Last time, we visited the fabled heart of London, the London Stone. Today we discover the actual heart of London, London Bridge, where London truly began. In one sense the Bridge spans London’s whole history as well as the river. There’s a beautiful sundial near Tower Hill which depicts the history of London from London Bridge to the building of the Thames Barrier, which is a pretty good way of looking at it, I reckon.
London Bridge is not a work of decorative genius, made as it is of concrete and girders. No-one looking at it would guess at the long history of the place. Unhelpfully, every website and book I have read gives a different account of the Bridge, but by my count there have been at least six:
- the original Roman bridge, build by Claudius’s invading army around AD 43 (which doesn’t really count but nevertheless existed)
- a permanent wooden replacement built around AD60, which Londinium developed next to. The Romans left, the bridge rotted, Londinium was abandoned, and the river became a boundary between the warring Mercia and Wessex. The bridge wasn’t properly replaced until…
- the Anglo-Saxons built another wooden bridge, probably in the 9th century. It stayed up until 1014, when some combination of Ethelred the Unready and King Olaf of Norway pulled it down again, as part of their plan to get the Danes out of London. This Skandian legend has been immortalised in the song ‘London Bridge is falling down’ (which is what happens when you tie stuff to a major bridge support and row away at speed). All was peace and quiet on the bridge front until…
- the medieval stone bridge was completed in 1209. It was a wonder of the world for 600 years, and was so big it interfered with the Thames itself – the newly narrowed river froze solid in winter. Over the years it effectively became a town in its own right – it came complete with a drawbridge to allow ships to pass under it, a chapel in the middle, and was densely packed with shops. More worryingly it also had a selection of boiled and tarred heads on sticks, by way of encouraging good behaviour. Notable heads included William Wallace, St Thomas Moore, Thomas Cromwell and Guy Fawkes, and records indicate that more than 30 were displayed there by the late 1600s). By 1722 the bridge had got so crowded with buildings and whatnot, they introduced the custom of making traffic stay on the left hand side, which we have stuck with ever since. The bridge survived plague, and even the Great Fire, but could not meet the needs of growing London, so eventually was replaced by…
- the modern bridge, built in 1831 which was famously sold to an American and is now the second biggest tourist attraction in Arizona. It was the biggest antique ever sold, and yes, Robert P. McCulloch did buy the right bridge…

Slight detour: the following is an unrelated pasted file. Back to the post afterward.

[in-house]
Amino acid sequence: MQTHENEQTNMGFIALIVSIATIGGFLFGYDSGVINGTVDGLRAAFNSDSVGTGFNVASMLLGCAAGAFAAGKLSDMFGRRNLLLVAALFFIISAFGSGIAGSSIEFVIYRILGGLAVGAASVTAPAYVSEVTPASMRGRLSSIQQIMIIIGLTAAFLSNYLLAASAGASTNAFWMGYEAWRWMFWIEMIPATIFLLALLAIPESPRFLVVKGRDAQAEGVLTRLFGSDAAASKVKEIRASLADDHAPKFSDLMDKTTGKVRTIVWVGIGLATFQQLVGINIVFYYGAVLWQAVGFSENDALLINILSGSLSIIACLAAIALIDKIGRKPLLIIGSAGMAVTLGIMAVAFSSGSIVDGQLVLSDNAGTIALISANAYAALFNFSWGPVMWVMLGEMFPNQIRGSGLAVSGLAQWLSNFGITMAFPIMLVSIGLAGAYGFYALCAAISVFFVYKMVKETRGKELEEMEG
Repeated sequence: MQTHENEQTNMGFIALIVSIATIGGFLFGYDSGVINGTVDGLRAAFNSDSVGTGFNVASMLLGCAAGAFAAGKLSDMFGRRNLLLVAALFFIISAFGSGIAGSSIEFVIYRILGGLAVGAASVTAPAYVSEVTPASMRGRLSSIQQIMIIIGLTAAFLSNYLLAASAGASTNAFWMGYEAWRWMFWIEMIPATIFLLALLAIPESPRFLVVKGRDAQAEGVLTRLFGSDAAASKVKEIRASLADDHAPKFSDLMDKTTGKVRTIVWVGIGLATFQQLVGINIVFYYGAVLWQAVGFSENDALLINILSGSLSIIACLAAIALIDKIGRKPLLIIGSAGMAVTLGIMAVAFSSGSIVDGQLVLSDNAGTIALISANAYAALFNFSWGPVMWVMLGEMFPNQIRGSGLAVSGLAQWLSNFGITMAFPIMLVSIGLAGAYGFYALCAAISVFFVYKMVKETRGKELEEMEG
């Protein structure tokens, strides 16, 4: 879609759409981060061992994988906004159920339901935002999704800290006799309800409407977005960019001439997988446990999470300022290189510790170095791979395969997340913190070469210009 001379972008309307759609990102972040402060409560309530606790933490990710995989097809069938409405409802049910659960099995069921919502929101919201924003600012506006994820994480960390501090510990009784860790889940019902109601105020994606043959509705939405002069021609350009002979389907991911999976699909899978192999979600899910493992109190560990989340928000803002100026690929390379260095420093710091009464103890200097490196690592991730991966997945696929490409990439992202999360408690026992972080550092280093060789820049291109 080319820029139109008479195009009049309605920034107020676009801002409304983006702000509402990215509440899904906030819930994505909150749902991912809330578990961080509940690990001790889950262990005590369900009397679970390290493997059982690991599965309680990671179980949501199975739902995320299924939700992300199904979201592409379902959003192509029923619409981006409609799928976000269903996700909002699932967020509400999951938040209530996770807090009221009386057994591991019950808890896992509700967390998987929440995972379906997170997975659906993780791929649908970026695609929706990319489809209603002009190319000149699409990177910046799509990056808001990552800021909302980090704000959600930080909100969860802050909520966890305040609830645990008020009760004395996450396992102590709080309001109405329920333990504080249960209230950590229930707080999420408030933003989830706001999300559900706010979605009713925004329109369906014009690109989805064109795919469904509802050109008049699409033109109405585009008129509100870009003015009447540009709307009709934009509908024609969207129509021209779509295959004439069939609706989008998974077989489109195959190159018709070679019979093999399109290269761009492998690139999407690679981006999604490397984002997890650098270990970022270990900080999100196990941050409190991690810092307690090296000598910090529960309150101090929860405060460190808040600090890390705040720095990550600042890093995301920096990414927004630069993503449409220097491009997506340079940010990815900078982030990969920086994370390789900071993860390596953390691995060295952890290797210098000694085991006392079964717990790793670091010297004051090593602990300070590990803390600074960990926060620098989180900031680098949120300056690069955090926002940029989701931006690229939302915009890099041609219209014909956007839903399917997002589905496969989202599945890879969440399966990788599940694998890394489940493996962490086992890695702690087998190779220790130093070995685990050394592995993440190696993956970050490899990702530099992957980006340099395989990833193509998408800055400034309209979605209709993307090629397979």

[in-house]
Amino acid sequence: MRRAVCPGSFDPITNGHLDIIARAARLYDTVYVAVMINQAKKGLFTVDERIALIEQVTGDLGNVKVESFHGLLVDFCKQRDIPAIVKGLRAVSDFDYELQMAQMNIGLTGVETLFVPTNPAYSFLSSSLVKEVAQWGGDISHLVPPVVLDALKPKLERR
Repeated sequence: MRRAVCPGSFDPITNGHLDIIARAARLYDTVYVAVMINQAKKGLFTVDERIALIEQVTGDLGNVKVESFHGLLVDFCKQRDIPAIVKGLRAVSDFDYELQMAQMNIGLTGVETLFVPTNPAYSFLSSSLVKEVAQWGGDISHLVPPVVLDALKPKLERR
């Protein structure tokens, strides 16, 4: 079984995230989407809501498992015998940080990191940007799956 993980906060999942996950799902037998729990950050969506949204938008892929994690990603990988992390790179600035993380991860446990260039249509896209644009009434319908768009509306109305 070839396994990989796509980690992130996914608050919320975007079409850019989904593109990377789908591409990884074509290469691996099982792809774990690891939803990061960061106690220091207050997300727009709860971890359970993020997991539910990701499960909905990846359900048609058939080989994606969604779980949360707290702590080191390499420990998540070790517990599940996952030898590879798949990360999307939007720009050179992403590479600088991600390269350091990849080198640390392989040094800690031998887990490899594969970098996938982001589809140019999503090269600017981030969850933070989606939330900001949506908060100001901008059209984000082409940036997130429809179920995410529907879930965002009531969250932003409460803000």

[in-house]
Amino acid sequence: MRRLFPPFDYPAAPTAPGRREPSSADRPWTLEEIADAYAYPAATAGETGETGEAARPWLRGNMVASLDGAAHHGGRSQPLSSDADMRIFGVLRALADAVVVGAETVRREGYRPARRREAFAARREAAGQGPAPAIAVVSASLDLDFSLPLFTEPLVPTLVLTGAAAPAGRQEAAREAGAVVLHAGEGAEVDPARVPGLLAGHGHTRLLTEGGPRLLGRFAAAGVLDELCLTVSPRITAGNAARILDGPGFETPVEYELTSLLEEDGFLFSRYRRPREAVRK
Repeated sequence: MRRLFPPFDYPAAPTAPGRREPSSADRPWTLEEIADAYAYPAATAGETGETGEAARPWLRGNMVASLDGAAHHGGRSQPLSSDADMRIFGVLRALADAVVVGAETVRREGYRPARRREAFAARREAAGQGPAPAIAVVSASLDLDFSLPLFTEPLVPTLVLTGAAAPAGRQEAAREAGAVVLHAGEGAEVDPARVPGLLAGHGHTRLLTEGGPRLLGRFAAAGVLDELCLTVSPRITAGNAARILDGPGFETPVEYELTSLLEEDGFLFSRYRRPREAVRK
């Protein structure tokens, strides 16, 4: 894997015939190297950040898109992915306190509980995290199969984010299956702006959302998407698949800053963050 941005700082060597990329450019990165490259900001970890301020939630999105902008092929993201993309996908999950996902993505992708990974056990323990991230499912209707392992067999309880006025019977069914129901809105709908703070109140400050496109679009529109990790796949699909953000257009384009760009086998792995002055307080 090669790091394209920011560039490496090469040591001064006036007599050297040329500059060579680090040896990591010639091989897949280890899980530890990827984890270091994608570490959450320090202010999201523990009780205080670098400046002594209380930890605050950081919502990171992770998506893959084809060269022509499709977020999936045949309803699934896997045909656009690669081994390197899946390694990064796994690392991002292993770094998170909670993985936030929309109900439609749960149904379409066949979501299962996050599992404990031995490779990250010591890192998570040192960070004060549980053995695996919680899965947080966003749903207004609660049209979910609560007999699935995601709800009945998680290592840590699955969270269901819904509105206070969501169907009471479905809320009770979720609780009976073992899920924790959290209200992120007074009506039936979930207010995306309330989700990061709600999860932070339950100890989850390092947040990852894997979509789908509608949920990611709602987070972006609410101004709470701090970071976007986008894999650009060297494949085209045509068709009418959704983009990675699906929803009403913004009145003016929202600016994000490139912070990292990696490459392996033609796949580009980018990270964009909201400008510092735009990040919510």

- the current bridge, built for durability rather than looks, was opened by the Queen in 1973. It had the advantage of being able to cope with the volume of modern traffic, which it does jolly well. Those film shots of busy Londoners walking purposefully to work on a bridge are very often shot on London Bridge, because it is such a crucial thoroughfare to the City. It is London’s only hollow bridge, and its pavements are heated in the winter.
My visit to London Bridge happened late one Thursday evening, just as it began to rain. It wasn’t that fine stuff that wets you through, it was that thick blobby stuff that resembles a ton of soggy golf balls falling from the sky. I walked up to it, the sky as dark and ominous as the grey concrete and the dark Thames itself. To be honest, my feet were aching, I was at risk of drowning, and was keen to take the photo and move on. I paused when I noticed two French girls taking in the view of the dense, dark rainclouds descending on St Paul’s. They didn’t even bother to look at the glorious Tower Bridge (London Bridge’s showy cousin), or the ultra-modern structures like the Gherkin and Tower 42 sitting next to the ancient City. “C’est très, très belle,” one breathed. I was inclined to agree. The magic of London is in its history and the boldness of its design. As a city we move and adapt, however hard it is, because we must. Every era has reponded to the challenge of crossing this busy piece of water, and in doing so has told a lesson about itself. Who knows, perhaps our successors will too.
We will return to London Bridge as time goes on, because the “London Bridge Experience,” and “finding discarded bits of the medieval London Bridge” are forthcoming things to do in London. Bur for a moment we’ll pause on the history. Next time, we’ll zoom into the future with a tardis, a pilot and the fabulous BBC.
Wikipedia page, accessed 1 August 2011
The London Compendium: A street-by-street exploration of the hidden metropolis, Linnert Ed, Penguin, 2004
I never knew that about London, Winn, Christopher, Ebury Press, 207.